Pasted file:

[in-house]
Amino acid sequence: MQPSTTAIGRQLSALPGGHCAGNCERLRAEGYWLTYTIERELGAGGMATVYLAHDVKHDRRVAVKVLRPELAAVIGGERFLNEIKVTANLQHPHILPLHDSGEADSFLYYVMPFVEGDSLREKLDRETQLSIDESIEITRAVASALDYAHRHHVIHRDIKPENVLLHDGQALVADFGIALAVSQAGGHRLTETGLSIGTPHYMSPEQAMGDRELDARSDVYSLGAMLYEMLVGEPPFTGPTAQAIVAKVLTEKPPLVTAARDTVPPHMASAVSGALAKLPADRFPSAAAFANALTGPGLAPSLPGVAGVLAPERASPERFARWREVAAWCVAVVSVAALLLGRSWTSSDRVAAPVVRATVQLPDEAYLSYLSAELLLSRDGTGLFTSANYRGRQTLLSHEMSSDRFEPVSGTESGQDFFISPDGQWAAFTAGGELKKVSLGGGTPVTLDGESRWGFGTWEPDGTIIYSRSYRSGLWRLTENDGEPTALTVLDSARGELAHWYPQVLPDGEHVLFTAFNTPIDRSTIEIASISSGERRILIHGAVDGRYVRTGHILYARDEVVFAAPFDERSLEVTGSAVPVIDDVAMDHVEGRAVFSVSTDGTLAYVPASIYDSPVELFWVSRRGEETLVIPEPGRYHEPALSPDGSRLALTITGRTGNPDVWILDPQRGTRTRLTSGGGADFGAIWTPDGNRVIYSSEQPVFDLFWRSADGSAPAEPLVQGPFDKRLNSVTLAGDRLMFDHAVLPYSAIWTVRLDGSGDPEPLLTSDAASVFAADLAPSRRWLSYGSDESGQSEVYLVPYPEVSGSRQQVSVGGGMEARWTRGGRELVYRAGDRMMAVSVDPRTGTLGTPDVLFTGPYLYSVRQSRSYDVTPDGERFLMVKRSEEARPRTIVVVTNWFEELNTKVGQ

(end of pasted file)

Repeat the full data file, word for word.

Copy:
[in-house]
Amino acid sequence: MQPSTTAIGRQLSALPGGHCAGNCERLRAEGYWLTYTIERELGAGGMATVYLAHDVKHDRRVAVKVLRPELAAVIGGERFLNEIKVTANLQHPHILPLHDSGEADSFLYYVMPFVEGDSLREKLDRETQLSIDESIEITRAVASALDYAHRHHVIHRDIKPENVLLHDGQALVADFGIALAVSQAGGHRLTETGLSIGTPHYMSPEQAMGDRELDARSDVYSLGAMLYEMLVGEPPFTGPTAQAIVAKVLTEKPPLVTAARDTVPPHMASAVSGALAKLPADRFPSAAAFANALTGPGLAPSLPGVAGVLAPERASPERFARWREVAAWCVAVVSVAALLLGRSWTSSDRVAAPVVRATVQLPDEAYLSYLSAELLLSRDGTGLFTSANYRGRQTLLSHEMSSDRFEPVSGTESGQDFFISPDGQWAAFTAGGELKKVSLGGGTPVTLDGESRWGFGTWEPDGTIIYSRSYRSGLWRLTENDGEPTALTVLDSARGELAHWYPQVLPDGEHVLFTAFNTPIDRSTIEIASISSGERRILIHGAVDGRYVRTGHILYARDEVVFAAPFDERSLEVTGSAVPVIDDVAMDHVEGRAVFSVSTDGTLAYVPASIYDSPVELFWVSRRGEETLVIPEPGRYHEPALSPDGSRLALTITGRTGNPDVWILDPQRGTRTRLTSGGGADFGAIWTPDGNRVIYSSEQPVFDLFWRSADGSAPAEPLVQGPFDKRLNSVTLAGDRLMFDHAVLPYSAIWTVRLDGSGDPEPLLTSDAASVFAADLAPSRRWLSYGSDESGQSEVYLVPYPEVSGSRQQVSVGGGMEARWTRGGRELVYRAGDRMMAVSVDPRTGTLGTPDVLFTGPYLYSVRQSRSYDVTPDGERFLMVKRSEEARPRTIVVVTNWFEELNTKVGQ